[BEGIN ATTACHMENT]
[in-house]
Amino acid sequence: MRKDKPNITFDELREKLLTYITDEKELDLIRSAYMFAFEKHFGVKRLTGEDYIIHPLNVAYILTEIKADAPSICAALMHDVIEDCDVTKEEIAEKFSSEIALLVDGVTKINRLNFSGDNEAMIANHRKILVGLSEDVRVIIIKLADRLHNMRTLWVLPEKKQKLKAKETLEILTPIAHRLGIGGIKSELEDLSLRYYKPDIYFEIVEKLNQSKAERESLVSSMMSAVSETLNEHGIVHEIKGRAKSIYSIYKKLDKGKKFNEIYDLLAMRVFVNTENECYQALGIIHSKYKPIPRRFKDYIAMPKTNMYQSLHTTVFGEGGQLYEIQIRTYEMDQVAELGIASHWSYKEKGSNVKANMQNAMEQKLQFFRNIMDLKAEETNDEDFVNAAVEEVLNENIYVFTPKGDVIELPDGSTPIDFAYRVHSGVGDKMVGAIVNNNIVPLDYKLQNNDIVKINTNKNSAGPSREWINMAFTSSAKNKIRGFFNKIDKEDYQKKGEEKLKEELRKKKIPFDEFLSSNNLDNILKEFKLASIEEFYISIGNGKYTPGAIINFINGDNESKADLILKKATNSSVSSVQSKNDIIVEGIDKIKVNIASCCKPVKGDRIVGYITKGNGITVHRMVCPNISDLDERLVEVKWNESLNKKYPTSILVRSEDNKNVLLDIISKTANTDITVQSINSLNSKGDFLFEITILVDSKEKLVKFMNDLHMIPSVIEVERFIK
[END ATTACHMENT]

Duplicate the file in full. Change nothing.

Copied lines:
[in-house]
Amino acid sequence: MRKDKPNITFDELREKLLTYITDEKELDLIRSAYMFAFEKHFGVKRLTGEDYIIHPLNVAYILTEIKADAPSICAALMHDVIEDCDVTKEEIAEKFSSEIALLVDGVTKINRLNFSGDNEAMIANHRKILVGLSEDVRVIIIKLADRLHNMRTLWVLPEKKQKLKAKETLEILTPIAHRLGIGGIKSELEDLSLRYYKPDIYFEIVEKLNQSKAERESLVSSMMSAVSETLNEHGIVHEIKGRAKSIYSIYKKLDKGKKFNEIYDLLAMRVFVNTENECYQALGIIHSKYKPIPRRFKDYIAMPKTNMYQSLHTTVFGEGGQLYEIQIRTYEMDQVAELGIASHWSYKEKGSNVKANMQNAMEQKLQFFRNIMDLKAEETNDEDFVNAAVEEVLNENIYVFTPKGDVIELPDGSTPIDFAYRVHSGVGDKMVGAIVNNNIVPLDYKLQNNDIVKINTNKNSAGPSREWINMAFTSSAKNKIRGFFNKIDKEDYQKKGEEKLKEELRKKKIPFDEFLSSNNLDNILKEFKLASIEEFYISIGNGKYTPGAIINFINGDNESKADLILKKATNSSVSSVQSKNDIIVEGIDKIKVNIASCCKPVKGDRIVGYITKGNGITVHRMVCPNISDLDERLVEVKWNESLNKKYPTSILVRSEDNKNVLLDIISKTANTDITVQSINSLNSKGDFLFEITILVDSKEKLVKFMNDLHMIPSVIEVERFIK